4. I want to make sure that my house is free of mold. - No house is completely free of mold. Molds are very common outside, so some mold spores will always be present in the air indoors as well. We are exposed to the outdoor or background levels of molds every time we go outside, and in most cases will not experience any adverse reactions, with the exception of hay fever or allergy like symptoms in some sensitive individuals when outdoor levels are high. Mold growth inside a building is not normal, though. If mold is growing on a surface inside a home, it will create indoor levels of spores that are higher than what the body is normally used to, which can overwhelm our natural defenses to mold spores and cause adverse reactions. When a home is tested for mold, it is checked to make sure that the levels of molds indoors is comparative to the background levels, and that mold is not actively growing inside.

5. I cleaned the mold with bleach, so I have fixed the problem. - Bleach is not always effective at killing mold, especially if the mold is present on a porous or fibrous material, like wood or sheet rock. If mold growth is significant, it is better to remove the impacted material, rather than treat it. For some surfaces that are harder to remove, like wood framing in homes, it may be necessary to complete multiple treatments with a stronger chlorine solution than is found in bleach. Cleaning the mold also does not fix the underlying moisture problem that is allowing the mold to grow. Mold should not grow without a moisture source, so if mold is growing on a wall, there may be a hidden leak somewhere or there may be a problem with water intrusion from outside. If mold is growing on sheet rock, there are may be a larger, hidden problem inside the wall space, which is not accessible without removing the sheet rock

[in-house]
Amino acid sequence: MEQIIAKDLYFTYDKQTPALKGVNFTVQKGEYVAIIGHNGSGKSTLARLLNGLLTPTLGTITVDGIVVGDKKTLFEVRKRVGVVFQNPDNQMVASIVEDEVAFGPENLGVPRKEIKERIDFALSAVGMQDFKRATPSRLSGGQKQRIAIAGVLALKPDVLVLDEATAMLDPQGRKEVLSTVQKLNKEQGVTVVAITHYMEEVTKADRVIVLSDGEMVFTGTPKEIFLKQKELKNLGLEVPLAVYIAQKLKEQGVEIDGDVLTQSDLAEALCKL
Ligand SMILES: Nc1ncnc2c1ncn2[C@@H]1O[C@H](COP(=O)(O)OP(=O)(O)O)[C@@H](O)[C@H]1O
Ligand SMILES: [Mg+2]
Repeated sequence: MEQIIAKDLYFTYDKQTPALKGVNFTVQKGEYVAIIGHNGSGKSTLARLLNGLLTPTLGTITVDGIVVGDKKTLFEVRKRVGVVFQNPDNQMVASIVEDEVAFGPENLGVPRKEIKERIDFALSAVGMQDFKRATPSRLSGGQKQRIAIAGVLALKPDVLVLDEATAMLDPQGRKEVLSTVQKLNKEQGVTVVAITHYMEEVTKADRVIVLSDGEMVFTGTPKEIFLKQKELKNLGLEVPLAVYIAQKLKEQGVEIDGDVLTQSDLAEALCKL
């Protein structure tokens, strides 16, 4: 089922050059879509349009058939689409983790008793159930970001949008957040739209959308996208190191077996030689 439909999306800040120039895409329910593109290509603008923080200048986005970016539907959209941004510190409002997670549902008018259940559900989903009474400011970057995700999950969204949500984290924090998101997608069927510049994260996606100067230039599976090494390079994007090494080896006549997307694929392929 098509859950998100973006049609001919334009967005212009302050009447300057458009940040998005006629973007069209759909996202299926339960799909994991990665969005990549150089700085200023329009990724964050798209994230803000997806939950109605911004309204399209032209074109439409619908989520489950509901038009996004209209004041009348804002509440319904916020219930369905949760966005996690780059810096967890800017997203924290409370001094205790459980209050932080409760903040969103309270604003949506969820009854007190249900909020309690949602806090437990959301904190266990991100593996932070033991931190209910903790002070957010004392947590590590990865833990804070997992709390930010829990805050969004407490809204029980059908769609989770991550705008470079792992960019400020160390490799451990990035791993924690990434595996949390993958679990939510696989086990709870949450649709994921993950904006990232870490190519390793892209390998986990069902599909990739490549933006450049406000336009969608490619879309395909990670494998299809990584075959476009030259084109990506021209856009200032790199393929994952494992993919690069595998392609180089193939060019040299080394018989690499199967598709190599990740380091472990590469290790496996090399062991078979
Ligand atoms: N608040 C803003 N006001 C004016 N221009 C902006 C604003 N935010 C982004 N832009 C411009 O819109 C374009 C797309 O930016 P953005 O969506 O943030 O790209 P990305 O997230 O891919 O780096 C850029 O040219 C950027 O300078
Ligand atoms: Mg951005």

TEN Things You Should Know About Mold

1. Exposure to elevated levels of molds can cause serious health problems, such as respiratory problems and sinus problems, cold and flu-like symptoms, headaches, fatigue, trouble concentrating, and memory loss. Those most susceptible include young children, the elderly, those with compromised immune systems, and other sensitive individuals.

2. There are many molds that have the potential to cause health problems including Alternaria, Aspergillus, Chaetomium, Cladosporium, Fusarium, Penicillium, and Stachybotrys. (Just because you can't pronounce it doesn't mean it can't harm you.)

3. Mold spores can cause health problems even if the spores are dead.

4. Mold requires an organic food source, such as cloth, sheet rock, or wood, and a moisture source to grow. Mold can begin to grow if any organic material that remains wet for more than 48 hours. The way to control mold growth indoors is to control moisture indoors.

Mold spores are very common outdoors and there is no practical way to eliminate all mold spores indoors

6. Molds can grow undetected inside wall spaces, under carpet, and inside HVAC systems.

7. Mold growth can often be the visible sign of a structural defect that allows moisture to intrude into a building.

8. When doing mold abatement, it is first necessary to find and eliminate the moisture source. If the moisture problem is not resolved, the mold growth will return.

9. Cleanup of large areas of mold growth can cause airborne levels of spores to increase up to 10,000 times that of background levels resulting in acute exposure to those doing the cleanup if personal protective equipment is not worn.

10. The best way to abate mold growth indoors is to remove the impacted materials. Cleaning the surface of a material with mold growth may not always kill the mold, especially if mold is growing on porous materials like sheet rock or wood.

Frequently Asked Questions About Mold

Q. What are molds?

With more than 100,000 species in the world, it is no wonder molds can be found everywhere. Neither animal nor plant, molds are microscopic organisms that produce enzymes to digest organic matter and spores to reproduce. These organisms are part of the fungi kingdom, a realm shared with mushrooms, yeast, and mildews. In nature, mold plays a key role in the decomposition of leaves, wood, and other plant debris. Without mold, we would find ourselves wading neck-deep in dead plant matter. And we wouldn't have great foods and medicines, such as cheese and penicillin. However, problems arise when mold starts digesting organic materials we don't want them to, like our homes.